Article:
Potent PARP-1 inhibitors failed to attenuate glucose-mediated suppression of insulin promoter activity.
Two potent PARP-1 inhibitors, PJ34 or INO-1001, were tested for their ability to attenuate glucose suppression of insulin promoter activity. INS-1 cells cultured in 16.7 mmol/l glucose suppressed insulin promoter activity, and this was attenuated by PD128763 (Fig. 2A). In contrast, PJ34 (5 μmol/l) or INO-1001 (3 μmol/l) had no effect on glucose suppression of insulin promoter activity. In a similar manner, PJ34 had no effect on insulin promoter activity in cells cultured in 4 mmol/l glucose (data not shown). Next, PARP inhibitors were tested for functional activity in INS-1 cells by examining their ability to attenuate H2O2-induced caspase 9 activation/cleavage. PARP-1 activation has been shown to be a proximal step to caspase activation for H2O2-induced cell death (26). For this purpose, INS-1 cells were pretreated with PARP inhibitors for 1.5 h and then incubated for 1 h with 1 mmol/l H2O2, after which cleavage of caspase 9 was determined by Western blot. Treatment of cells with H2O2 increased the appearance of 38-kDa fragment of caspase 9, and this was blocked by all PARP inhibitors tested (Fig. 2B). PARP inhibitors also blocked H2O2-induced activation of caspase 3 activity (data not shown). These results show that PARP inhibitors are functional in INS-1 cells and suggest that attenuation of glucose suppression of insulin promoter activity is independent of inhibition of PARP-1 enzymatic activity.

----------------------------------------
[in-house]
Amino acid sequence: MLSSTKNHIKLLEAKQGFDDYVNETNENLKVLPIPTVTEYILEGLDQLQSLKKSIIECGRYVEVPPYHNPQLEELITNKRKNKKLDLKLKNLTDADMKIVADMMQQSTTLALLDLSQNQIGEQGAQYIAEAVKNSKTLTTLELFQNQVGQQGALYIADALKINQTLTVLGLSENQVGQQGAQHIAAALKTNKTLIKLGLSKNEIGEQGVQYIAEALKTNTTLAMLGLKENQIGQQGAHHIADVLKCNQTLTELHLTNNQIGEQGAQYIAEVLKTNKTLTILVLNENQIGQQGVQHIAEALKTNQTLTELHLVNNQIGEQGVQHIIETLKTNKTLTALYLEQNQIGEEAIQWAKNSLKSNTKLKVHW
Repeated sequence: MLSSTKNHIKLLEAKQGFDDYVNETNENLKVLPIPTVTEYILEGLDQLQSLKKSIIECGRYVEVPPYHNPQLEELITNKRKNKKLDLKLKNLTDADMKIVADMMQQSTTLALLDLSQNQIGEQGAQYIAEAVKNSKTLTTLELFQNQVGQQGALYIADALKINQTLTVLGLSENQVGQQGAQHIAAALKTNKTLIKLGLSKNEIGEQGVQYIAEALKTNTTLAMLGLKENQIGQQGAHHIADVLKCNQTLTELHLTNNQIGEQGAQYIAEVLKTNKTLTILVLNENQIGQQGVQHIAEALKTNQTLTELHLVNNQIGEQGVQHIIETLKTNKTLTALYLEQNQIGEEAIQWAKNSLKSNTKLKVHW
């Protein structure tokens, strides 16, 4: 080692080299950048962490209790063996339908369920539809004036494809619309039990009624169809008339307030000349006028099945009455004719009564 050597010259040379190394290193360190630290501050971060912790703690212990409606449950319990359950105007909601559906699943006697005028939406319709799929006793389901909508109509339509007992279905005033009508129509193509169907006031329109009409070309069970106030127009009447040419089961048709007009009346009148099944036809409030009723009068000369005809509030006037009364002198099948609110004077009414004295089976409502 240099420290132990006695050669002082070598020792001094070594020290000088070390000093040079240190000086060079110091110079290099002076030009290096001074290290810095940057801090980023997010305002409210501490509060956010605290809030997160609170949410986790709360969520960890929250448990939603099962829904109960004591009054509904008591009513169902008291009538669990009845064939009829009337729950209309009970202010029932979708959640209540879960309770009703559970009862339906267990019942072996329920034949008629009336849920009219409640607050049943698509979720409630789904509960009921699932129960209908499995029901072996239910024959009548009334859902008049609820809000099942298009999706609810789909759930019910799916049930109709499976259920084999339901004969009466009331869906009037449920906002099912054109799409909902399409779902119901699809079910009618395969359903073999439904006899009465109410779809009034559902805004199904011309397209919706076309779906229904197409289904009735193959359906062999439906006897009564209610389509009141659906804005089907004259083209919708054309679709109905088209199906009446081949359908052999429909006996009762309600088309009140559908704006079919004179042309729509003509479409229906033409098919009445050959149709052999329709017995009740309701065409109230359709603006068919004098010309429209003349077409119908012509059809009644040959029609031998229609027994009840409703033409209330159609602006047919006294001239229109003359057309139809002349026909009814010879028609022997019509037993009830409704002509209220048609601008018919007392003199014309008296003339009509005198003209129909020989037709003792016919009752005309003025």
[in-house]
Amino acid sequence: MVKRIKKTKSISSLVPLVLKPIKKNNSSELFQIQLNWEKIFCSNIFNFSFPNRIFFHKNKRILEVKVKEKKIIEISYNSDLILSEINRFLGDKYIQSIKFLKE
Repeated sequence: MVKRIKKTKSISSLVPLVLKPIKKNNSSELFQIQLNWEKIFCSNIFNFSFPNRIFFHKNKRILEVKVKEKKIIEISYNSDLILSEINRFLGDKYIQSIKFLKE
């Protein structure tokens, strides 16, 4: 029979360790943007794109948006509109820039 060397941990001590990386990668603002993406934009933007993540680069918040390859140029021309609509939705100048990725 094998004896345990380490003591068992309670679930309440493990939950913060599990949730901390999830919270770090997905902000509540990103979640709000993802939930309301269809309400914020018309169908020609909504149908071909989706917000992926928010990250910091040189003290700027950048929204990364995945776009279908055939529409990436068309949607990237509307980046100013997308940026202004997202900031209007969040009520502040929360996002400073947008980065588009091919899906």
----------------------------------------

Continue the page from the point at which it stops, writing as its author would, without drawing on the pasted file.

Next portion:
Antioxidants marginally attenuated glucose-mediated suppression of insulin promoter activity.